John Adams High School

QUEENS NY 11417 Map
Phone: (718) 322-0500
Website: Click here
Admissions: Ed opt, zoned
Neighborhood: Ozone Park
District: 27
Grade range: 09 thru 12
Parent coordinator: Kerrie Desposito

What's special:

Programs for struggling students; large athletic program.

The downside:

Low attendance and college readiness rates.

The InsideStats


Our review

John Adams is a large, comprehensive high school that serves many students who need extra academic and social support. The challenges have only increased as the city has closed large neighboring schools. Many local kids choose to go to more popular schools, such as Benjamin Cardozo. But even though the graduation rate isn't great, it has improved markedly since 2008. The staff has been working hard to help struggling students, and there are strong programs where students can access what they need to succeed and move onto college.

In 2011, the Department of Education designated Adams a "restart school" and assigned the private organization New Visions to manage it. Although funding remains uncertain, the partnership has brought new resources to Adams, including additional social workers and a program to help English language learners acclimate to the city.

(Adams was set to receive $1.8 million under a federal program to help schools improve, but a fight between Mayor Michael Bloomberg and the United Federation of Teacher put that funding in jeopardy in early 2012. The school could face considerable changes, although it will remain intact and open -- at least for the time being.)

The school's program to boost achievement takes place on several fronts. It concentrates on 9th grade -- dubbed "Jump Start Academy" -- since principal Grace Zwillenberg said, many students fall behind that year and never catch up. To zero in on academics, 9th graders have a combined two-period English and social students class and a double period in math.

For the higher grades, Adams assigns all students to groups -- called Small Learning Centers -- with an assistant principal, teacher leaders and guidance counselors. The teams get to know the students and take a close look at their work to see what sort of help the teenagers need.

A Senior Academy targets at-risk students and provides them with regular meetings with the assistant principal and additional help. Another Adams program features extra instruction for seniors who passed the English and math Regents with low scores and seeks to boost their scores on CUNY assessment tests so they can avoid having to do remedial work in college.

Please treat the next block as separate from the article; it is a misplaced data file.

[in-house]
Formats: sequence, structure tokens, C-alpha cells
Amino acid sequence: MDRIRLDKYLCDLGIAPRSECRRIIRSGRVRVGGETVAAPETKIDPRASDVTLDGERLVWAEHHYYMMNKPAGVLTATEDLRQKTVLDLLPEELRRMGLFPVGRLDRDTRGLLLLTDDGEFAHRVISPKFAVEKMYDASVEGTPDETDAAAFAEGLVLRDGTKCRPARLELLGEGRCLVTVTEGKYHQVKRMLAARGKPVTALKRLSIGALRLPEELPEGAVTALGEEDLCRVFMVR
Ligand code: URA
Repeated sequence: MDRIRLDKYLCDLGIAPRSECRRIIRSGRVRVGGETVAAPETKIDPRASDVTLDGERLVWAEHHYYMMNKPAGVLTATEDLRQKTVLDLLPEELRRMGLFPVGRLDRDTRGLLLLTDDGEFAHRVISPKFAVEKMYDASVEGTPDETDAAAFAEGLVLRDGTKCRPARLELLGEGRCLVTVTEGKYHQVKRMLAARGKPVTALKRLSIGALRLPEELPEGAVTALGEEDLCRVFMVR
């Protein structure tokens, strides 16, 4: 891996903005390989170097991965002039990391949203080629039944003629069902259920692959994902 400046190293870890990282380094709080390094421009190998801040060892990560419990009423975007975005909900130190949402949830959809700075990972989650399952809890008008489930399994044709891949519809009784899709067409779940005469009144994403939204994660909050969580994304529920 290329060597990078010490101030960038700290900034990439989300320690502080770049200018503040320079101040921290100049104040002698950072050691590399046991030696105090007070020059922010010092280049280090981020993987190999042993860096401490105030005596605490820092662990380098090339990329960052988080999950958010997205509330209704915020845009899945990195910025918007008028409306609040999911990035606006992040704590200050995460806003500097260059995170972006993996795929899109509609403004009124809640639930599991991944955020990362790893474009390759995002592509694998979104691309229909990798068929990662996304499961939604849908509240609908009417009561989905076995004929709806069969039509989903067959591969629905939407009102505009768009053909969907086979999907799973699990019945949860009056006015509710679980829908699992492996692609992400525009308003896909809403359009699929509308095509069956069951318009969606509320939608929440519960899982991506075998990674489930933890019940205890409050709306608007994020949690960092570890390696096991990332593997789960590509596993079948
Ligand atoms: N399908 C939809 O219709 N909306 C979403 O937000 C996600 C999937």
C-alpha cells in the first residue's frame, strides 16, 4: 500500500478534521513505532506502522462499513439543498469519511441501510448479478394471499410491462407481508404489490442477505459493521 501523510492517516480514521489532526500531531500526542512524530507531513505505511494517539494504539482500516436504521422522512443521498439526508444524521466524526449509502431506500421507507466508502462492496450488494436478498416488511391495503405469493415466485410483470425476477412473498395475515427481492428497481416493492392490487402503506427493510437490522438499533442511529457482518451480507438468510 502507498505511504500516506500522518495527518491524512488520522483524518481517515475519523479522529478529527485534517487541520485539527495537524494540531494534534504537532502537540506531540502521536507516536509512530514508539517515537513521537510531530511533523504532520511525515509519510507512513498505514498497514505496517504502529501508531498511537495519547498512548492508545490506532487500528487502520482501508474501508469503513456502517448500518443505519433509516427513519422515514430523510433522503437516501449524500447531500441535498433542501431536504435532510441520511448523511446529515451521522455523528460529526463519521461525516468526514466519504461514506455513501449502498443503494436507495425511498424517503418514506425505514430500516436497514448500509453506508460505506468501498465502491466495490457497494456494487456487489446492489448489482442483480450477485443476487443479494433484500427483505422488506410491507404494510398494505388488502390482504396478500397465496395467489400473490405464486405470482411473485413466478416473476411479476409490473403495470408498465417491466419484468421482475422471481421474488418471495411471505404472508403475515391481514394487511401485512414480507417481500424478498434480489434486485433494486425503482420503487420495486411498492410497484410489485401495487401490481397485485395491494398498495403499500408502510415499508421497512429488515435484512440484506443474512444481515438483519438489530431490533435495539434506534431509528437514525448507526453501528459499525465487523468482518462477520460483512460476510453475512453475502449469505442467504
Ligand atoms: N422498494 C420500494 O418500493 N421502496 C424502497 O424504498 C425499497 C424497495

Adams offers selective programs concentrating on special areas, such as environmental science, but it must accept anyone in its zoned area, including so-called "over the counter students" in the middle of the year and overage students -- Zwillenberg cited one 17-year old who had just completed 8th grade. "We're not a Stuyvesant. We're not a school that chooses our kids," she said.

Some students concede they did not want to attend Adams but once there found things to engage them, such as sports, which, one boy said, helped him adjust to being in such a large school.

Students participated enthusiastically in some classes, notably a business course and a leadership session, while the teenagers appeared less involved in more conventional math and English classes.

Adams seeks to make a virtue of its size and diversity. With a number of electives and 29 sports teams, it "affords a lot of our students opportunities to do lots of things," one teacher said. These include programs for students in business, health, law, environmental sciences and mass media and communication arts. Adams students starred in a United Nations Association video on their role at the Model UN, and its students represented New York City in a recent national math competition.

There are nine Advanced Placement courses and five foreign language offerings, including Bengali and language arts for native Spanish speakers

Adams tries to ready its students for college, including the nitty gritty of the application process. In one class, a teacher walked students through a financial aid form. Previous sessions, students said, had covered selecting colleges and preparing for the SATs. Every year, the school sends a group of student leaders to visit colleges and then report back to their peers on what they saw.

The school offers a number of special education options, including team teaching and self-contained classes. It offers bilingual classes in Bengali and Spanish, as well.

College admissions: Zwillenberg estimates that 50 to 60 percent of graduates go on to college. Many opt to stay in Queens -- attending LaGuardia Community College, Queens College or St. Johns.

Admissions: District 26 students have priority for the environmental, health careers, law, media and business institutes. Those programs use the educational option method, designed to include students with a range of performance levels. The rest of the school is zoned. (Gail Robinson, January 2012)

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